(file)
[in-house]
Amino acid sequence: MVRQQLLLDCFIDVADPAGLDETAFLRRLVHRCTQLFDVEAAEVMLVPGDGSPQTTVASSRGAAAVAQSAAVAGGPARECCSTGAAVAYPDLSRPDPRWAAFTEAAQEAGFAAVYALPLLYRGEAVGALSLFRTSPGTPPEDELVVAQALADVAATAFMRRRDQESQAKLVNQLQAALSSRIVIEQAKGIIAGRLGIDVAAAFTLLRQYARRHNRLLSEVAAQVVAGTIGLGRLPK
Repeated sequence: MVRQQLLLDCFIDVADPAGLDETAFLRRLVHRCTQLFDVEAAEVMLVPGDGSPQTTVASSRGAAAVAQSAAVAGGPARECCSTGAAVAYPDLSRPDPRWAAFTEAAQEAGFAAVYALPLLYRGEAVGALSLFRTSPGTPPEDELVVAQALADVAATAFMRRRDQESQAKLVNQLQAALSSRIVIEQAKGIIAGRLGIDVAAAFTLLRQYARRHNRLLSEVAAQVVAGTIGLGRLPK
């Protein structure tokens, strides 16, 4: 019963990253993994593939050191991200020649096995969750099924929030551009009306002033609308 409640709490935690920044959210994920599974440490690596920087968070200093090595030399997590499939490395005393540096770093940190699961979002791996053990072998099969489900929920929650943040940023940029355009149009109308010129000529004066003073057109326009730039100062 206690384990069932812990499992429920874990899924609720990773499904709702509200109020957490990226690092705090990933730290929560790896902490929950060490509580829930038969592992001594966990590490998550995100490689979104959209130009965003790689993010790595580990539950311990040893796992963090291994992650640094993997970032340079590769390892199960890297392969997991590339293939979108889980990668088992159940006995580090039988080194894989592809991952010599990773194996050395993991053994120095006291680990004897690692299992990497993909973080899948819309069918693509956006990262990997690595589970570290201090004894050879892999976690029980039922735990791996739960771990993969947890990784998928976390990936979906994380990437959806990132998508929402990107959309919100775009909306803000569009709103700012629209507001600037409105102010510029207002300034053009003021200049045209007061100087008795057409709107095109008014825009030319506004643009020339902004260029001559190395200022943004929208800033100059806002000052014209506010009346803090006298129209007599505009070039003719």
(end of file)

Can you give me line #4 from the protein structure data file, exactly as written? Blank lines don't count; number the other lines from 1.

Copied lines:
């Protein structure tokens, strides 16, 4: 019963990253993994593939050191991200020649096995969750099924929030551009009306002033609308 409640709490935690920044959210994920599974440490690596920087968070200093090595030399997590499939490395005393540096770093940190699961979002791996053990072998099969489900929920929650943040940023940029355009149009109308010129000529004066003073057109326009730039100062 206690384990069932812990499992429920874990899924609720990773499904709702509200109020957490990226690092705090990933730290929560790896902490929950060490509580829930038969592992001594966990590490998550995100490689979104959209130009965003790689993010790595580990539950311990040893796992963090291994992650640094993997970032340079590769390892199960890297392969997991590339293939979108889980990668088992159940006995580090039988080194894989592809991952010599990773194996050395993991053994120095006291680990004897690692299992990497993909973080899948819309069918693509956006990262990997690595589970570290201090004894050879892999976690029980039922735990791996739960771990993969947890990784998928976390990936979906994380990437959806990132998508929402990107959309919100775009909306803000569009709103700012629209507001600037409105102010510029207002300034053009003021200049045209007061100087008795057409709107095109008014825009030319506004643009020339902004260029001559190395200022943004929208800033100059806002000052014209506010009346803090006298129209007599505009070039003719």